A former teacher weighs in on teaching and learning conditions at a Chicago charter school…
Editor’s note: A few weeks ago, I ran a post by Urban Prep teacher Dave Woo about why he and his colleagues at a Chicago charter school are organizing a union. Teachers at the school will vote on June 3rd on whether they want to be part of the Chicago Alliance of Charter Teachers and Staff. In the meantime, Urban Prep administrators are making the case that having a union is antithetical to the charter’s mission—which, according to one former teacher, appears to be *promoting the Urban Prep brand with an eye towards national expansion.* The teacher, whose testimony I’m sharing here, urges all of us to stand with his former Urban Prep colleagues.
I am a former Urban Prep teacher and colleague of Dave Woo’s. Every word he says is true. Urban Prep’s slogan is *we believe.* I know for a fact that the teachers I worked with believe in their students and dedicate long, hard hours to providing them with the best possible educational experience, the administrators who operate Urban Prep seem to believe in promoting their brand with an eye toward national expansion; providing themselves with palatial offices across the street from the Trump Tower; maintaining a posse of lobbyists and consultants; and paying themselves six figure salaries.
Meanwhile, primarily young and inexperienced teachers struggle to deliver a rigorous college preparatory curriculum without computers, without projectors, without textbooks and frequently, without the paper required to make copies. Teachers are forced to purchase these items with their own personal funds, or solicit donations on such websites as DonorsChoose.org (until Tim King personally banned educators from utilizing the site, once he learned many of us were doing so).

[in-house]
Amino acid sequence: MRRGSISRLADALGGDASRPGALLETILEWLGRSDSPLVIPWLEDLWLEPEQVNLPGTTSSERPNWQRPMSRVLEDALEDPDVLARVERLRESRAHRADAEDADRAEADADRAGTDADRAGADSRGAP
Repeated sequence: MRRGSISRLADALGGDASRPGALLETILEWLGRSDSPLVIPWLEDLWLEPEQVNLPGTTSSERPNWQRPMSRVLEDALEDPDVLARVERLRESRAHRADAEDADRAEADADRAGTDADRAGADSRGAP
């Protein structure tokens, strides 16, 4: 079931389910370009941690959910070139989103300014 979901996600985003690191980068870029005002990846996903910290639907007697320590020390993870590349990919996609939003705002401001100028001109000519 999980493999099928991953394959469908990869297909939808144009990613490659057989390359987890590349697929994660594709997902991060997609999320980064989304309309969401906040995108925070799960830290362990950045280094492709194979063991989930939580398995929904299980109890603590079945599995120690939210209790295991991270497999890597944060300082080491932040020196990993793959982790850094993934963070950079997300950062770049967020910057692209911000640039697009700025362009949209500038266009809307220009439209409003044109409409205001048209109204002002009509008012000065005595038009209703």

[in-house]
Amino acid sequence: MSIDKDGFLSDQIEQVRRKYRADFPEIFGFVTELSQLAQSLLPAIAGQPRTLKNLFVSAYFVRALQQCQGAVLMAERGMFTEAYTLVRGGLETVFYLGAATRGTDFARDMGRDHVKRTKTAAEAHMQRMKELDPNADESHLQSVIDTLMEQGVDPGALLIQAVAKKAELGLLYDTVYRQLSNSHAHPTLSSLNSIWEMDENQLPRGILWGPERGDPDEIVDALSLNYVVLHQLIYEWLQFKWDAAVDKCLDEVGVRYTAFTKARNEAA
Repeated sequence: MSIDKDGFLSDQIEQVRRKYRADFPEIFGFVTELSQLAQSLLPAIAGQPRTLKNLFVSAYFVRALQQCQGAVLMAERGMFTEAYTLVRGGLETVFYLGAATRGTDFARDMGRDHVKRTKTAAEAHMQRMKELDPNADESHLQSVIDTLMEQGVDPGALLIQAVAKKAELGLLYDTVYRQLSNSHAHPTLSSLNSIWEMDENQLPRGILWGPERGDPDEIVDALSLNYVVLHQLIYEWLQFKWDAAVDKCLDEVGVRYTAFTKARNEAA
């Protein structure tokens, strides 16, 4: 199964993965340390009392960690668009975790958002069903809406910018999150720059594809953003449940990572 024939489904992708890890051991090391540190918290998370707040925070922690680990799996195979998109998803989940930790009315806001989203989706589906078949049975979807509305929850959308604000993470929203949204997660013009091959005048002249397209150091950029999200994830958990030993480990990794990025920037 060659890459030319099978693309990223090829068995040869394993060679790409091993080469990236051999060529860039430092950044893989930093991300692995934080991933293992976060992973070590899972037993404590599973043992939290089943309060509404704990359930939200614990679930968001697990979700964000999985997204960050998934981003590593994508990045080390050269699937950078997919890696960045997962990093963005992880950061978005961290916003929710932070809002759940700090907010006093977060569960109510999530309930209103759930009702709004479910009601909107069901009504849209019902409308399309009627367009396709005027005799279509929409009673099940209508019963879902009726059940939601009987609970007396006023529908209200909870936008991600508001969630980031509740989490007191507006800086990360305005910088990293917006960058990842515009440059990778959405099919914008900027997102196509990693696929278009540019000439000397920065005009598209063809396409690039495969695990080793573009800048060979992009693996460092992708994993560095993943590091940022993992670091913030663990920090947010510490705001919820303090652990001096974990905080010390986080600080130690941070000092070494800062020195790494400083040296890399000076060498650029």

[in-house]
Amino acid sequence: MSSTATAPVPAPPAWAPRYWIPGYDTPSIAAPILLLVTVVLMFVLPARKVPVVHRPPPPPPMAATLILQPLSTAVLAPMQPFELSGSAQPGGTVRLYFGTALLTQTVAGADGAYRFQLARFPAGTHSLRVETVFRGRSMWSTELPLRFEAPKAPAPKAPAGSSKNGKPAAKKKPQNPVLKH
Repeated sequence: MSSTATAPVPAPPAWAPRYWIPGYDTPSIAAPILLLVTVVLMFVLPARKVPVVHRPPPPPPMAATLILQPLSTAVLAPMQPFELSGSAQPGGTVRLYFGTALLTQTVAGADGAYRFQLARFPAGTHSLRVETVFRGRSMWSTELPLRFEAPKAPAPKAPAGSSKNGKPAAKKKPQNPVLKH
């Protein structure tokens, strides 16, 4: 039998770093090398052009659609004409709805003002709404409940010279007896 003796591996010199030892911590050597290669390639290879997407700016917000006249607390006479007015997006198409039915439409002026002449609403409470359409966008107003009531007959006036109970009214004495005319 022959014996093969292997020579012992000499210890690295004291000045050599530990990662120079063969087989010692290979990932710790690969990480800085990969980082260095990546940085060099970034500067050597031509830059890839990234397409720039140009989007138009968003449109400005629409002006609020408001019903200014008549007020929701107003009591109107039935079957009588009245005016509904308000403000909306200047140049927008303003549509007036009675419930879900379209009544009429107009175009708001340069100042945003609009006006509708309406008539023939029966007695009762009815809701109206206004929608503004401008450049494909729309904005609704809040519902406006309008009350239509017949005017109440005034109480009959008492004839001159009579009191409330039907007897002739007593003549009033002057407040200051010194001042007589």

The working conditions I experienced at Urban Prep were the worst of my career, which has been spent entirely in the inner city.
The working conditions I experienced at Urban Prep were the worst of my career, which has been spent entirely in the inner city. I used my personal resources to make copies because Urban Prep would not purchase sufficient amounts of paper; I brought my personal laptop to school since a computer was not provided; lessons came from the Internet because no textbooks were purchased. Like all Urban Prep teachers, I was frequently forced to give up at least one of my two *prep* periods – time I needed to grade, tutor students in need of extra help, and eat my own lunch – to substitute for my colleagues who were absent. The reason? Urban Prep, with its $70,000 staff retreat and $250,000 downtown office space, claimed it could not afford to hire substitute teachers.
While students attempt to prepare for college without books or computers (let alone a research based curriculum that would truly help to close the gap between themselves and their more affluent peers), and teachers attempt to deliver lessons without paper (while also going without lunch), Mr. Tim King pays himself six figures and enjoys spectacular views from his office across from the Trump Tower. Yet somehow, nobody is supposed to have this information. We’re all supposed to swallow the mythology that Mr. King is the benevolent Pied Piper of Chicago’s African American adolescent male population. If that were true, each of the three Urban Prep campuses would have resources to rival affluent suburban districts. But instead, Mr. King has an awesome downtown office to throw poker parties for his rich friends, and the teachers and students of Urban Prep work and learn in a very typical inner city environment devoid of paper, textbooks, and rigor.
If any charter school in Chicago needs a union it’s Urban Prep. I stand with my former colleagues and encourage all teachers, everywhere, to do the same.